9            if(countA == countB)
10                return a < b;
11            return countA < countB;
12        });
13        return arr;
14    }
15};

In C++, the sort() function from the STL is used with a lambda function as custom comparison. __builtin_popcount() is a built-in function of gcc compiler to count set bits in an integer.

C#

1
2csharp
3public class Solution {
4    public int[] SortByBits(int[] arr) {
5        Array.Sort(arr, (a, b) => {
6            int bitCountA = Convert.ToString(a, 2).Count(ch => ch == '1');
7            int bitCountB = Convert.ToString(b, 2).Count(ch => ch == '1');
8
9            if (bitCountA == bitCountB) {
10                return a.CompareTo(b);
11            }
12            return bitCountA.CompareTo(bitCountB);
13        });
14        return arr;
15    }  
16}

In C#, the Array.Sort() method is used along with a custom comparison function defined as a lambda. Convert.ToString(a, 2) is used to convert a number to binary and Count() method is used to count the number of set bits.### Ruby

1
2ruby
3# @param {Integer[]} arr
4# @return {Integer[]}
5def sort_by_bits(arr)
6    arr.sort_by {|a| [a.to_s(2).count('1'), a]}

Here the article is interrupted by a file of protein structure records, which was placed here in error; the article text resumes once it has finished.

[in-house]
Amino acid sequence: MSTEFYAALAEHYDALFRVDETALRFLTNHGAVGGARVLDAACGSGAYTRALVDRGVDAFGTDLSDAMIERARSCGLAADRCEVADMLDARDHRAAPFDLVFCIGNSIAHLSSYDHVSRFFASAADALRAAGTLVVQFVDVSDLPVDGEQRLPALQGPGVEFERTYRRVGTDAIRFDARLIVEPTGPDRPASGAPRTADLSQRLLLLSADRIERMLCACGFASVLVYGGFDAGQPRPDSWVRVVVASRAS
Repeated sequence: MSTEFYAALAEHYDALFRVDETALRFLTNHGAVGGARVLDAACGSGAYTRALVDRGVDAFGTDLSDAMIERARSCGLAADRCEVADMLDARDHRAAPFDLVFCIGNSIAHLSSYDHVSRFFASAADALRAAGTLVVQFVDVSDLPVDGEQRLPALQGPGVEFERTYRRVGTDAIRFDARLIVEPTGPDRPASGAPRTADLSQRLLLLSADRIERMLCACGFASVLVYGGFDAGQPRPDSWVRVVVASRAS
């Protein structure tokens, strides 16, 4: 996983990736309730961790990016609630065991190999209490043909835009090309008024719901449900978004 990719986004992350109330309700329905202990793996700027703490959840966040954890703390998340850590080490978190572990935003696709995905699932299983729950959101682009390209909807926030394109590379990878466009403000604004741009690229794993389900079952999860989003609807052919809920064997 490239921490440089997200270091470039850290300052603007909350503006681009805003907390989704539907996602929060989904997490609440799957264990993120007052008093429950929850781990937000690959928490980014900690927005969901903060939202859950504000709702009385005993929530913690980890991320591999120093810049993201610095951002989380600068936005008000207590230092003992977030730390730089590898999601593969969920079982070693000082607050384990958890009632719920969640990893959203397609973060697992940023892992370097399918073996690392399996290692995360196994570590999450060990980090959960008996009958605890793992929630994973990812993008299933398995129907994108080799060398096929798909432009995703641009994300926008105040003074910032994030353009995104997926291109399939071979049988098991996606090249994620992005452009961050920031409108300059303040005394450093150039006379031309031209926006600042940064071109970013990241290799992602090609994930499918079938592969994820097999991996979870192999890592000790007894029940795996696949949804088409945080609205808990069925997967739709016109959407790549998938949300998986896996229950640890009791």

7end

In Ruby, we use sort_by method to arrange the numbers. The sort_by method uses block of code { |a| [a.to_s(2).count('1'), a] } where we convert each number into binary using to_s(2) method, count the number of 1's with count('1') method. If the count is the same then it falls back to sort by the number itself which is a in { |a| [a.to_s(2).count('1'), a] }.

Rust

1
2rust
3fn sort_by_bits(arr: Vec<i32>) -> Vec<i32> {
4    let mut arr = arr;
5    arr.sort_unstable_by_key(|&x| (x.count_ones(), x));
6    arr
7}

In Rust, we use sort_unstable_by_key method to arrange the numbers. This method rearranges the elements in such a way, but may not maintain the relative order of equal elements. The count_ones is a built-in Rust method that returns the number of ones in the binary representation of an Integer. If the count is equal then numbers are sorted in ascending order.

Kotlin

1
2kotlin
3fun sortByBits(arr: IntArray): IntArray {
4    return arr.sortedWith(compareBy({ Integer.bitCount(it) }, { it })).toIntArray()
5}

In Kotlin, we use sortedWith method in combination with compareBy to sort the array. The Integer.bitCount method is used to get the number of one-bits in the two's complement binary representation of an Integer.

Swift

1
2swift
3func sortByBits(_ arr: [Int]) -> [Int] {
4    return arr.sorted { a, b in
5        let countA = a.nonzeroBitCount
6        let countB = b.nonzeroBitCount
7        return countA == countB ? a < b : countA < countB
8    }
9}

In Swift, we use sorted function with a custom closure that compares the number of ones in the binary representation using the nonzeroBitCount property. If the count is the same, then the integers themselves are compared.

Conclusion: In conclusion, to solve this problem, you can use the inbuilt sort function in each language with a custom comparison function. This function ranks each number by the number of ones in their binary representation and if the number of ones is the same it sorts the numbers by their value.